The cherry on the top of my visit was one final dram – from under the bar came an unmarked bottle containing promisingly dark liquid. I was sure it had been aged for longer than most Oban whiskies – and sure enough, it was a 20 year old: straight from the cask. I was assured by the friendly Oban staff it would be unlike anything I’d tried so far on my trip – and they were right, it was absolutely phenomenal. Sadly, though, after concluding this warming and delicious tasting I had to leave Oban in a hurry. You see, I had a ferry to catch…

z Ferry WW

I wonder where this could be going….

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Down the Track to Timboon Railway Shed Distillery

Posted by: Nick

Whisky Waffle at Timboon 4

Josh Walker, head distiller of Timboon Railway Shed Distillery is a busy man. A typical day at the office consists of running a thriving restaurant, supervising a bond store, checking in with a range of staff and greeting his customers, all the while running a distillation with his beautiful 600 litre copper pot still tucked away in the corner of the cafe. Considering all of his responsibilities, it is a minor miracle that he was able to spare the time to meet with me on my visit to the area. However he managed to locate a small window in his diary and was able to show me around, let me taste the wares and tell me the fascinating story of Timboon Railway Shed Distillery.

Whisky Waffle at Timboon 01

Timboon is a small town in rural western Victoria, about 20 kilometres north of some of the Great Ocean Road’s most famous sights. It has a remarkably similar origin story to my hometown’s own Hellyers Road: a group of dairy farmers looking to diversify and bring more people to the area. The Marwood family were unhappy with the price they were getting for their milk and branched out: first into creating ice cream, then into offering fine food, and then the final logical step – making whisky. They based themselves in a rustic railway shed which conveyed a sense of old world charm to all who visited. Before long, each facet of Timboon was thriving and head distiller Tim Marwood reluctantly made the choice to move on from the whisky side of the business.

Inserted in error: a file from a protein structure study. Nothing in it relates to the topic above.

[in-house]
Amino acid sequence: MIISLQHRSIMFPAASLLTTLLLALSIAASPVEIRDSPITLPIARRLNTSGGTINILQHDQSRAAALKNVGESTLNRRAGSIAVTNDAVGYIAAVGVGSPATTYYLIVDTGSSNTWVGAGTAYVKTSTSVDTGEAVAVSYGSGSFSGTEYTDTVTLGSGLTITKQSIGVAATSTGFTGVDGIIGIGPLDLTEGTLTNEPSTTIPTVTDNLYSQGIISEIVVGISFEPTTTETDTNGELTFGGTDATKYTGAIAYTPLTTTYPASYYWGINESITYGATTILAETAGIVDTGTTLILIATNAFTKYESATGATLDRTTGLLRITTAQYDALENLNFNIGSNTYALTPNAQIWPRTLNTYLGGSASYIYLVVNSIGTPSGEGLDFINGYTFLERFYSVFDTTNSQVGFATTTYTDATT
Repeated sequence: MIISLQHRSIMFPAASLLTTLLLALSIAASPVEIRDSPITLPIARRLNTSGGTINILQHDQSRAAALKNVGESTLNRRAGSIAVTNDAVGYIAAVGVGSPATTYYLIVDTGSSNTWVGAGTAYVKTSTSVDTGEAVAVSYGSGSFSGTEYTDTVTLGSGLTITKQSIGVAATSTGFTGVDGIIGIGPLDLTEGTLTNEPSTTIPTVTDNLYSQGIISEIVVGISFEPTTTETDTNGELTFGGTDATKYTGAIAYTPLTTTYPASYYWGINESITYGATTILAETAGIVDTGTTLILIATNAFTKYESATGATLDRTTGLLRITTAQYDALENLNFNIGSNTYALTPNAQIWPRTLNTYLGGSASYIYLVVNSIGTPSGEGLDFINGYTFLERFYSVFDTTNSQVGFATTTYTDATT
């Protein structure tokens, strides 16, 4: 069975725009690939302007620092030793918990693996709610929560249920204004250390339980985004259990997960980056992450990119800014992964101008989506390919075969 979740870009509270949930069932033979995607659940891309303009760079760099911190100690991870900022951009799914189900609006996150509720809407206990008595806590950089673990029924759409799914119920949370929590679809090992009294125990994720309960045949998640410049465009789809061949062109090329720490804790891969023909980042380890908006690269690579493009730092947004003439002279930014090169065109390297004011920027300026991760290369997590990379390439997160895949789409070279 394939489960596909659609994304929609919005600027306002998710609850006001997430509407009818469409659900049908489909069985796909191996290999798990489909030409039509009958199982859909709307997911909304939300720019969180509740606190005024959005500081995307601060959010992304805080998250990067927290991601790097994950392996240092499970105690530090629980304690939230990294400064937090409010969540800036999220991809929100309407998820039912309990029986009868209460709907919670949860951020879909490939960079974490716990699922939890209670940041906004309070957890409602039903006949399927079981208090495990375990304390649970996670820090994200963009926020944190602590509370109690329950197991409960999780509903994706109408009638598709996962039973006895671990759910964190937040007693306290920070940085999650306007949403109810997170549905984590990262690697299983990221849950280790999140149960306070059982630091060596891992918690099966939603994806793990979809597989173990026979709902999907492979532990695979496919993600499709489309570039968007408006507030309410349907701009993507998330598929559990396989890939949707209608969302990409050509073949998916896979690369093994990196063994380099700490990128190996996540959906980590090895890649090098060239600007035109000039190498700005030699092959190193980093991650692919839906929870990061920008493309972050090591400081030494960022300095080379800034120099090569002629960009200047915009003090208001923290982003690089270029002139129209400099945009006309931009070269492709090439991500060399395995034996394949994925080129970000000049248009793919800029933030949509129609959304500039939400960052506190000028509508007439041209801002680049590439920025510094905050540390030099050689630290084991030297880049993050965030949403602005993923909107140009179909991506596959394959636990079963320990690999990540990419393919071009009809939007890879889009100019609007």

Fortunately at this point, in stepped Josh Walker, a Timboon boy and self-confessed amateur brewer. He had spent some time in breweries and distilleries in America while running an agriculture contacting business in Timboon for ten years. However, when he learned the Marwood family were interested in handing over the distilling reins, Josh decided to “turn tractors into whisky” and began learning the ropes from Tim before purchasing the business outright in 2015. Finally Josh could pursue a long held dream and make whisky.

Whisky Waffle at Timboon 10

This beautiful piece of artwork is actually at the new Timboon Icecreamery – the new hub of the Marwood’s businesses and also well worth a visit – especially for big boss ice cream!

The drams made at Timboon have similar characteristics to many Australian drops. Almost all expressions are matured in ex-port casks and the main bottlings are single barrel releases, coming from 225, 100 or even 20 litre casks. However, the temperature in outback Victoria sees the distillery battle with some particularly thirsty angels, regularly taking up to 7% of the barrel’s contents each year.

The whisky that makes it into the bottles, however, is well worth trying. The main expression is the Timboon Single Malt. ABV varies, due to the single cask nature of the whisky, but it usually hovers at around 43%. It is broad across the palate and full of punchy fruit flavours; apples and marmalade – not dissimilar to several drops made in my home state.

Whisky Waffle at Timboon 3

The cask strength, titled ‘Christie’s Cut’, contains similar elements, but turns them up to 11. Accompanying the rich, fruity, almost quince paste flavour, is a nutty marzipan note. It is exceptionally smooth for its 60% and leaves a gentle finish of cardamon and cloves.

I was also lucky enough to try the ‘Governors Reserve’, a combination of two 20 litre American oak casks, one ex-port and one ex-bourbon. The result is a nose full of citrus, a palate full of creamy, custardy baked goods and a finish with ginger and nutmeg. The others were fantastic, but this was my favourite.

Whisky Waffle at Timboon 5

That was, of course, until I visited the bond store. The Timboon bond store is tiny in comparison to many distilleries, however hidden amongst the few dozen sleeping barrels were some absolute gems. Josh was excited to share them and I was only too keen to try a range of incredible flavours; we could have continued tasting all afternoon if I did not have a schedule to keep.

Timboon Railway Shed may be slightly out of the way for the average tourist, however if you are even vaguely within the area it is well worth a visit. There is something for everyone: a delicious restaurant, shelves stacked with local products, a bar packed with Australian whiskies and an operational still in the corner. While you are there read about the history of the area and the distillery, taste the whiskies and say hello to Josh: one of the busiest – and one of the nicest guys in the business.

Whisky Waffle at Timboon 1